Today’s modern city of Rome has amazing glimpses into the glory of the Roman Empire, with buildings such as the Colosseum and the Pantheon, but these sights are still surrounded by many layers of contemporary history and culture. A visit to Ostia Antica, on the other hand, provides a unique and immersive experience of daily life in ancient Rome, within the ruins of a remarkably preserved and isolated ancient Roman city.
The Colosseum is one of the most iconic remnants of the ancient world. A gargantuan building that has stood for almost 2000 years, damaged only by the looting activities of modern humans, it never fails to impress those who lay eyes upon it for the first time. Its enormous size, ingenious architectural features, fascinating history, and cultural significance make it a beloved sight for Romans and tourists alike.
There is much more to the grand Flavian Amphitheatre than impressive old bricks and stones – it’s a magnificent testament to the eternal glory of the Roman Empire.
Rome is one of the most beautiful and interesting cities in the world – it has awe-inspiring ancient ruins, romantic side-walk cafés, exceptionally delicious food and wine (Roman pizza!), a wealth of history, lush green parks in the middle of the city, the best espressos in the world, beautiful people, and the most magical atmosphere as you walk the streets!
If possible, I’d highly recommend visiting Rome at least once in a lifetime. Even just a weekend is enough to leave a profound imprint on your soul. If you have a shoe-string budget but still want to experience Rome, then this is the article for you!
Rome is designed for walking – the multitude of hills, large public parks, narrow, cobblestoned streets, and charming piazzas offer ample opportunities for exploring the city on foot. While it’s always best to wander a bit in-between your tourist itinerary items, it’s also often useful to have an idea of where to walk, and what you can look forward to seeing on your strolls.
So, I’ve compiled a list of 3 Short and Scenic Walking Routes for you to choose from! Most of them are based in the old city centre, going to and from a Metro station. Find links to the Google Maps routes of each walk below the description!
The best introduction to the history, architectural marvels, and landmarks of Ancient Rome is a full day spent on the Palatine Hill and exploring the Roman Forums. Whilst it’s already overwhelming just walking among the gargantuan ruins of an ancient civilization, the archaeological sites are also large, complex, and often it is difficult to identify the buildings of interest! So, I’ve decided to highlight some of the most important bits, with some extra history and mythology snippets tacked on for added interest. I fully recommend a comprehensive guide-book as your faithful sightseeing companion – see the end of this post for my top 3 ancient Rome guide-book choices 🙂
Christmas in Germany is nothing short of magical, especially to someone whose Decembers have always been hot and sunny. I never quite understood the whole “festive Christmas spirit” until I visited a real Christmas market for the first time, wrapped up in a huge calf-length winter jacket, thermal hat and gloves, and a cup of Glühwein in hand. I actually got excited, whereas back home our plastic Christmas tree, carols about snowmen, and steaming hot Christmas meals simply made no sense in the 30° C beach weather. I still adore summer Christmases back home, with chilled rosé wine, family, and a lekker fish braai by the pool, but European Christmases are extra-special to me due to their novelty.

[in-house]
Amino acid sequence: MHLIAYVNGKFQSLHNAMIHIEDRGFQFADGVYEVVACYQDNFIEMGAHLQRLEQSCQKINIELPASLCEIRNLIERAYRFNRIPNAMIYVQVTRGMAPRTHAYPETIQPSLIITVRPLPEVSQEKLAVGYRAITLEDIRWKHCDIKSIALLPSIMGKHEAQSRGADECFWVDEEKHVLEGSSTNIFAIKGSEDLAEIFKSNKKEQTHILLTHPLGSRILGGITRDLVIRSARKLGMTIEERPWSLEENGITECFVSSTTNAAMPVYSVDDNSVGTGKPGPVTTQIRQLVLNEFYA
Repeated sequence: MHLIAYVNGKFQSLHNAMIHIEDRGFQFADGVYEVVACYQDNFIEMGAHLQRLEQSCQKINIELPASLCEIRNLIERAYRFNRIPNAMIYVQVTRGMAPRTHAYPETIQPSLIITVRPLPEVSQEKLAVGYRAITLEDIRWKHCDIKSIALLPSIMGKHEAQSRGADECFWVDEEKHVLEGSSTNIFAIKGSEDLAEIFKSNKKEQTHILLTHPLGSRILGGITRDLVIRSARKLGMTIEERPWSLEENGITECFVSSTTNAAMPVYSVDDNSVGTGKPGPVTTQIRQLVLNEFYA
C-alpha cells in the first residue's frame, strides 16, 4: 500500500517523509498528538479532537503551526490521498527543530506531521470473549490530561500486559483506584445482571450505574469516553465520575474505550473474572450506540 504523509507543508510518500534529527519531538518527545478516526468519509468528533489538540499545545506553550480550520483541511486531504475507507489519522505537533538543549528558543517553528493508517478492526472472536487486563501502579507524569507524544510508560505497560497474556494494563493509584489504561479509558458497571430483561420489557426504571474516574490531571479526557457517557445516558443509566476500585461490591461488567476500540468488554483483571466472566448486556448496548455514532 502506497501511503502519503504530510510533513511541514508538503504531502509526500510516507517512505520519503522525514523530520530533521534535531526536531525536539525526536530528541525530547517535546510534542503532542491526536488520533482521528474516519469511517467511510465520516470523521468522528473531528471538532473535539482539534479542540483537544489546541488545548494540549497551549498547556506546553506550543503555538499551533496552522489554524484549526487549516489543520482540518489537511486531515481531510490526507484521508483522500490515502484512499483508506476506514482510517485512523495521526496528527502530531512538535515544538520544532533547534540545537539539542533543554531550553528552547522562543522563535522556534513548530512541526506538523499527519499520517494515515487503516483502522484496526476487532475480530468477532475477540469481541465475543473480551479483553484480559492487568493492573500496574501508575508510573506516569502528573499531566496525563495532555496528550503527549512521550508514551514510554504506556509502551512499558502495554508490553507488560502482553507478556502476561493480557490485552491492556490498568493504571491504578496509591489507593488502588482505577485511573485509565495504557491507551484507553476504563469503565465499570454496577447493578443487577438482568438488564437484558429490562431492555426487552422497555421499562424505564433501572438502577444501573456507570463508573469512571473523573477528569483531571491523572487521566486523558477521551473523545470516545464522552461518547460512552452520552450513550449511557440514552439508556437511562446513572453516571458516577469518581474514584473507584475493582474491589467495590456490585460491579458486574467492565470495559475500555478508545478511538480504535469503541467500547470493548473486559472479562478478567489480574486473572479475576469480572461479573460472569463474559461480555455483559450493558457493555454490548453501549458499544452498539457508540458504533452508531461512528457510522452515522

I visit Kalk Bay every time I return home to Cape Town, and it has become one of my favourite places in the world. I sifted through several years of my own photographs of my adventures there, and decided to do a full-length article on this quirky, nostalgic, and magical corner of my home country.
Hannover was the first city I called home in Germany, and it remains one of my favourite cities in the country. Situated in Northern Germany, about 1.5 hours away from Hamburg by car or high-speed train, Hannover is a small and laid-back city that is often overlooked by travellers. Known as the “City of Gardens” in Germany, Hannover is full of beautiful green spaces – public parks, the grand and breathtaking Herrenhauser Royal Gardens, plenty of wide, tree-lined avenues, the Maschsee Lake, and countless beautiful gardens both public and private.
Berlin – the cosmopolitan capital of Germany. A gigantic, gritty city that effortlessly blends East and West – acknowledging the past by building a future right around it. A city saturated in history, horrors, and social liberation. A city of modern art and hipster culture, quirky street fashion and vegan restaurants, and open public green spaces in every direction.
The thought of visiting Berlin has always excited me. As the guys on the train yelled excitedly as we pulled into Berlin Main Station, I secretly enthused with them – “Berliiiiiiiin!”